Strategies For Stress Management 2 of 2

 

 

Self-Reward

– Increase your self-reward. Be good to yourself by treating yourself to study breaks, special outings, bubble baths, etc.

 

Rehearsal

– use your neutral scene to help you relax

­      rehearse yourself being competent, eg. asking a discussion provoking question in class

­      rehearse all outcomes to a situation so that in the event that any one occurs you are not taken totally by surprise.

­       

Cognitive Re-appraisal

– Learn to think differently about things

– think how a friend with a sense of humour would look at it. How would someone you respect evaluate the situation?

 

Effective Strategies

 

Work out an effective curriculum – Remember that it used to be possible to enjoy things. Go back to those old activities and old friends: If the latter isn’t possible, develop new friends who are like your old friends.

 

Learn to laugh at yourself and not take yourself or your actions so seriously.

 

Ask yourself

– will anyone know the difference a year from now?

 

Release Emotions

– Cry, laugh, pillow fight, kick doors, get rid of those pent-up feelings in ways which are not destructive to anyone else.

 

Skill Strategies

 

Build up good skills. If you are deficient, find a way to fill the gap.

Self-help literature. “How to Parent; How to form relationships; How to fight fair; How to start a conversation.

Courses offered through YMCA, Community Education, Church, Rotary, Community College.

 

Use Learning Principles

– Break down long term goals into smaller goal steps. This way, as you reach each step towards the major goal, you can feel like you are accomplishing something. Rewarding yourself for successful completion of each step will keep you directed, interested and satisfied.

 

 

Time Management Skills

– Learn how to manage time and priorities effectively. Make a realistic plan with lots of breathing spaces, and work your plan. Be in control of what is accomplished and reward yourself when you are successful.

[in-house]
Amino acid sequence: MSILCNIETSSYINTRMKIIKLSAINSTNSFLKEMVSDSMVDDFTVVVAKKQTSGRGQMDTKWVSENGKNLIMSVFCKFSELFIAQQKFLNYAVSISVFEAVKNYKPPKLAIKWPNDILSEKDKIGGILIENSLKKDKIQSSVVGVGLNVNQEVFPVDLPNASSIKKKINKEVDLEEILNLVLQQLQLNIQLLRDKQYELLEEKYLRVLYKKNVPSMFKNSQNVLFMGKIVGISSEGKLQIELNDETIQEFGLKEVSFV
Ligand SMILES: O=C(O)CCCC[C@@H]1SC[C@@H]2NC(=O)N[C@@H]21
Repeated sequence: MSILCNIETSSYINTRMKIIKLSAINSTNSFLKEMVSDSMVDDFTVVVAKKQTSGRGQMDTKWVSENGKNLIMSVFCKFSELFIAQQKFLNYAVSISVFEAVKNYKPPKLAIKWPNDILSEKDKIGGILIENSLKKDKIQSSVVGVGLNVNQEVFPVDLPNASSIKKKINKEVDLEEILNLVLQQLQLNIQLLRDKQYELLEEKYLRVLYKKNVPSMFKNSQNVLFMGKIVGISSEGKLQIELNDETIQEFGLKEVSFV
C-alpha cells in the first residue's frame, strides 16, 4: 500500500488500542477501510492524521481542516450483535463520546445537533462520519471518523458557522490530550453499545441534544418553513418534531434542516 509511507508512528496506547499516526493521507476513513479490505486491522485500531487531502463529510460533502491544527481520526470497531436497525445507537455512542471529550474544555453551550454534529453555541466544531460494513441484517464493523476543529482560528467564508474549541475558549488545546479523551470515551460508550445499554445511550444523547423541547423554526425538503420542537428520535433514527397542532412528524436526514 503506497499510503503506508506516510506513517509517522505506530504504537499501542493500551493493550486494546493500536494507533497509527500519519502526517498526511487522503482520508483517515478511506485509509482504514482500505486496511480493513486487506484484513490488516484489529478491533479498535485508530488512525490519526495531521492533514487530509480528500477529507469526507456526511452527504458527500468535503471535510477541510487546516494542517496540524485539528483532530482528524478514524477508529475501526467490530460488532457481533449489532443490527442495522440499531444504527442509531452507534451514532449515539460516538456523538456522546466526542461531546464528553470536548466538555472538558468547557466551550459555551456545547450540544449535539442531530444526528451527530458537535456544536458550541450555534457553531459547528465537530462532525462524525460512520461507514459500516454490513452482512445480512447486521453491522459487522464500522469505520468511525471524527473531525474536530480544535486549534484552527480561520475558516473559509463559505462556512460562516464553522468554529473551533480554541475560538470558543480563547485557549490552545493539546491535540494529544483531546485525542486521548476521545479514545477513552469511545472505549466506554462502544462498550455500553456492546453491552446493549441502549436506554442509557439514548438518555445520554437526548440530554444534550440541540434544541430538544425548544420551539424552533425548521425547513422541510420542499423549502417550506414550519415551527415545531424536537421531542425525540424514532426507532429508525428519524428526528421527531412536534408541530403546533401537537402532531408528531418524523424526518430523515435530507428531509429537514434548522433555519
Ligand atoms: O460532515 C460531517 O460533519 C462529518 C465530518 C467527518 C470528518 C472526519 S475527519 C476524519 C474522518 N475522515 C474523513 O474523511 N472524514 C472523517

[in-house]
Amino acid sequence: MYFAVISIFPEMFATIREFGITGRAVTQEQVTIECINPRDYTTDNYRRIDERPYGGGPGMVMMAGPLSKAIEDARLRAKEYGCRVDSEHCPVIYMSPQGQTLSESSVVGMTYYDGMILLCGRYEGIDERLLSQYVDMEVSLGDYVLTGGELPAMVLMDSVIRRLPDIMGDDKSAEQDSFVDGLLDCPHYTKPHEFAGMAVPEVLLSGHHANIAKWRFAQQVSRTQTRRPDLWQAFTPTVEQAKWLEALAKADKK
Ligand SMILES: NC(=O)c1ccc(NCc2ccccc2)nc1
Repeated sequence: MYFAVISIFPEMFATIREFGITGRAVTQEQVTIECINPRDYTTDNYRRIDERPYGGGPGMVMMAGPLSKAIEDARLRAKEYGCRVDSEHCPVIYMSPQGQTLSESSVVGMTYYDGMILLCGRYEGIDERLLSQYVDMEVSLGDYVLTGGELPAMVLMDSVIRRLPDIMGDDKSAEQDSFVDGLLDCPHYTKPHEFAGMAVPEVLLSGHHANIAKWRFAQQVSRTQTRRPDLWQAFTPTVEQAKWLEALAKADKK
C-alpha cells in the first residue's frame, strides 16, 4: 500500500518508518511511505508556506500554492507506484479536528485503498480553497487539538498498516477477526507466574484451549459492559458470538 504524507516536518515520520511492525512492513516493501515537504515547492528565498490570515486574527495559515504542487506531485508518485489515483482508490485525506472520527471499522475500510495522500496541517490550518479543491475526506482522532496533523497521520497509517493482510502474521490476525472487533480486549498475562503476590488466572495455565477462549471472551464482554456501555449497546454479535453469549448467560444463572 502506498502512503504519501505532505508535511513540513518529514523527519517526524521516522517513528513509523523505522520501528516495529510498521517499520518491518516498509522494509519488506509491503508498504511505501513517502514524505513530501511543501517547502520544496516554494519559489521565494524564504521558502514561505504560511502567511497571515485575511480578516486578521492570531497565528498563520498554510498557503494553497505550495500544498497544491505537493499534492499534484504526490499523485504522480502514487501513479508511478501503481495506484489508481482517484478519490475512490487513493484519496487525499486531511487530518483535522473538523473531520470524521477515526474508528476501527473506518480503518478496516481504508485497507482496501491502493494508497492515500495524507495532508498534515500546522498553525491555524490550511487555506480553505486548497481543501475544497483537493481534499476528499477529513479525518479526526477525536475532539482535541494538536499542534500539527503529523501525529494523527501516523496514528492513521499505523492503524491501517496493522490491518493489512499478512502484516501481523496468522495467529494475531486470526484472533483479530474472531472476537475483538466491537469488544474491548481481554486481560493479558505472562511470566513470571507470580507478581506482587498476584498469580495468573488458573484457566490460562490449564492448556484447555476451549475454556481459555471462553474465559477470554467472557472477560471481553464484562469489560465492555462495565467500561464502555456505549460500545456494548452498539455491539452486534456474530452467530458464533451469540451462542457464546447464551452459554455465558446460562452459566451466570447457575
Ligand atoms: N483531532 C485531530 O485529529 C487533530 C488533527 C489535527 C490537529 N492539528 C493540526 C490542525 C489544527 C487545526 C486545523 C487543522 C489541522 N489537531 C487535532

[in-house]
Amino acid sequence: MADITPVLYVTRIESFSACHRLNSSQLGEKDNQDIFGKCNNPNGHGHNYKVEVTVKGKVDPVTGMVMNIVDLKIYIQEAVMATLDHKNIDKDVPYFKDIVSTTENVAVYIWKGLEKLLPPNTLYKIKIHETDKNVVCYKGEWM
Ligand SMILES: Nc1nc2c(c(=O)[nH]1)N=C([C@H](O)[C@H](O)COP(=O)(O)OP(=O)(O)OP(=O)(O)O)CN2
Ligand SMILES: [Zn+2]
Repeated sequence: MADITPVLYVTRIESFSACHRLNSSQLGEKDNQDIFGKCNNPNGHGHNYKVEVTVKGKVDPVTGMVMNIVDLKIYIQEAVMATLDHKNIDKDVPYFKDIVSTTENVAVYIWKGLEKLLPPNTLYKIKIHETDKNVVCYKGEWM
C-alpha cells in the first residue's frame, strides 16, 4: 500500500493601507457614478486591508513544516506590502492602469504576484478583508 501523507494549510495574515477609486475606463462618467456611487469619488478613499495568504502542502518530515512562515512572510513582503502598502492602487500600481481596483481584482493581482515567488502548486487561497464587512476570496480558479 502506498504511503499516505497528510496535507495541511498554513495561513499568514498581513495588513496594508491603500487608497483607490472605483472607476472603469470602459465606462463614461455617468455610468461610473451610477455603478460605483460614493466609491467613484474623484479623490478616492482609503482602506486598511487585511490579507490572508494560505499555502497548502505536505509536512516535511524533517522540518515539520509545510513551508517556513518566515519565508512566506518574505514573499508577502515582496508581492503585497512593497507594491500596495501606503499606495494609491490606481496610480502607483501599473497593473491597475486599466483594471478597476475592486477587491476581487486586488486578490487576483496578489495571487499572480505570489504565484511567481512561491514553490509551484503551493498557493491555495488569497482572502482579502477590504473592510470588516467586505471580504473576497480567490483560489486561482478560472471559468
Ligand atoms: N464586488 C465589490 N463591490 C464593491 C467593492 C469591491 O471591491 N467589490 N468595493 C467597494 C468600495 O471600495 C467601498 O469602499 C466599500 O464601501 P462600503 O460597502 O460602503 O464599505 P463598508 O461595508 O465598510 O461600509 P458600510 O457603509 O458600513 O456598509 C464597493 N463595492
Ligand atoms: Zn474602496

Behavioural Rehearsal

 

Practise (what you want to do.)

  1. Observe someone who does it well and imitate them–modelling.
  2. Role play the situation – with a friend or in front of the mirror.
  3. Self-contracting – Make a contract with yourself or friend for something you want to do. Work out a system of rewards for successful completion of the goal or punishment (e.g. withholding going to a movie, studying for two extra hours, not watching the hockey game, etc.) if you fail to achieve your goal.
  4. Strengthen interpersonal bonds (between people) – Caring supportive relationships between friends and family feel good. Reduce tension resulting from those relationships. Couples weekends, communication workshops, parent effectiveness training, offered by schools and churches and social service agencies, and self-help literature will help you learn new ways of relating.
  5. Strengthen interpersonal bonds (within yourself). Yoga, meditation, values clarification, assertiveness training, etc.

 

Environmental Strategies

 

Arranging Consequences – Arrange for successful completion of goals by using strategies of self-reward – e.g. going to a move, or self-punishment – physical e.g. elastic band around your waist, or withdrawing a reward – not going to a movie you had planned on. This takes a great deal of willpower, so make your initial consequences easily obtainable and increase the steps as you are successful with each preceding one. If you don’t think you have the willpower, ask a friend to help you out by making a contract with him/her.

 

Environmental Support – Request extra support and assistance from your family and friends to help you through anxious or stressful times or situations. It isn’t necessary to be a martyr – your friends care about you.

 

Time Out – Take time out or private time from a stressful situation. Short breaks away from anxiety producing studying, etc. will help even out the stress.

 

Avoidance – If possible avoid situations which make you up uptight or anxious. If crowds make you anxious, avoid fairs, subways, theatre lobbies, etc.